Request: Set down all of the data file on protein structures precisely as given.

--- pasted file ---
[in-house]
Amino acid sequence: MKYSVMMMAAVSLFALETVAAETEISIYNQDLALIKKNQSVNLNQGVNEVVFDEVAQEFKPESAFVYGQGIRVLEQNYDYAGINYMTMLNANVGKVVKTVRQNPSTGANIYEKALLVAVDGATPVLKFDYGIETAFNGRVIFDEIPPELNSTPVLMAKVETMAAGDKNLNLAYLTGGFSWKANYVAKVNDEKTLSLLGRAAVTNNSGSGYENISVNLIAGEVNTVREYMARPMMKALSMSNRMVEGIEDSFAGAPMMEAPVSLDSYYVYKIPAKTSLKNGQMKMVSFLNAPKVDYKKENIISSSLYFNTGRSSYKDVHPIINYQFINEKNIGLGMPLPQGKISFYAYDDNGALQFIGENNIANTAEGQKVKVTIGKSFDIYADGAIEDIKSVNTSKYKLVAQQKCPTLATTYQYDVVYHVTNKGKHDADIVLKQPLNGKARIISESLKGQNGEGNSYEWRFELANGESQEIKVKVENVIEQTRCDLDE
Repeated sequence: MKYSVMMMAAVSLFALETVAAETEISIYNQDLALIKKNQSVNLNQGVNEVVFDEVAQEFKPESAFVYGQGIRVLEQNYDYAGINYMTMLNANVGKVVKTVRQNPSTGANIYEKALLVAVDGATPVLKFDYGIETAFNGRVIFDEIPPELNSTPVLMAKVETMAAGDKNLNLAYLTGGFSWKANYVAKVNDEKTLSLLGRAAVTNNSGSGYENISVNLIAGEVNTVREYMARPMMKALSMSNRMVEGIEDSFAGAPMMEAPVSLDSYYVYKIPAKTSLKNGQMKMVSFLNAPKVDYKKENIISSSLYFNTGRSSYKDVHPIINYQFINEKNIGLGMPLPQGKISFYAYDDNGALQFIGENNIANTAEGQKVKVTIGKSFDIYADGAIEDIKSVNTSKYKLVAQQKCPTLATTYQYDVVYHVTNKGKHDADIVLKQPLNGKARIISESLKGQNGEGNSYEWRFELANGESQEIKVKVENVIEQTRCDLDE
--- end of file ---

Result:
[in-house]
Amino acid sequence: MKYSVMMMAAVSLFALETVAAETEISIYNQDLALIKKNQSVNLNQGVNEVVFDEVAQEFKPESAFVYGQGIRVLEQNYDYAGINYMTMLNANVGKVVKTVRQNPSTGANIYEKALLVAVDGATPVLKFDYGIETAFNGRVIFDEIPPELNSTPVLMAKVETMAAGDKNLNLAYLTGGFSWKANYVAKVNDEKTLSLLGRAAVTNNSGSGYENISVNLIAGEVNTVREYMARPMMKALSMSNRMVEGIEDSFAGAPMMEAPVSLDSYYVYKIPAKTSLKNGQMKMVSFLNAPKVDYKKENIISSSLYFNTGRSSYKDVHPIINYQFINEKNIGLGMPLPQGKISFYAYDDNGALQFIGENNIANTAEGQKVKVTIGKSFDIYADGAIEDIKSVNTSKYKLVAQQKCPTLATTYQYDVVYHVTNKGKHDADIVLKQPLNGKARIISESLKGQNGEGNSYEWRFELANGESQEIKVKVENVIEQTRCDLDE
Repeated sequence: MKYSVMMMAAVSLFALETVAAETEISIYNQDLALIKKNQSVNLNQGVNEVVFDEVAQEFKPESAFVYGQGIRVLEQNYDYAGINYMTMLNANVGKVVKTVRQNPSTGANIYEKALLVAVDGATPVLKFDYGIETAFNGRVIFDEIPPELNSTPVLMAKVETMAAGDKNLNLAYLTGGFSWKANYVAKVNDEKTLSLLGRAAVTNNSGSGYENISVNLIAGEVNTVREYMARPMMKALSMSNRMVEGIEDSFAGAPMMEAPVSLDSYYVYKIPAKTSLKNGQMKMVSFLNAPKVDYKKENIISSSLYFNTGRSSYKDVHPIINYQFINEKNIGLGMPLPQGKISFYAYDDNGALQFIGENNIANTAEGQKVKVTIGKSFDIYADGAIEDIKSVNTSKYKLVAQQKCPTLATTYQYDVVYHVTNKGKHDADIVLKQPLNGKARIISESLKGQNGEGNSYEWRFELANGESQEIKVKVENVIEQTRCDLDE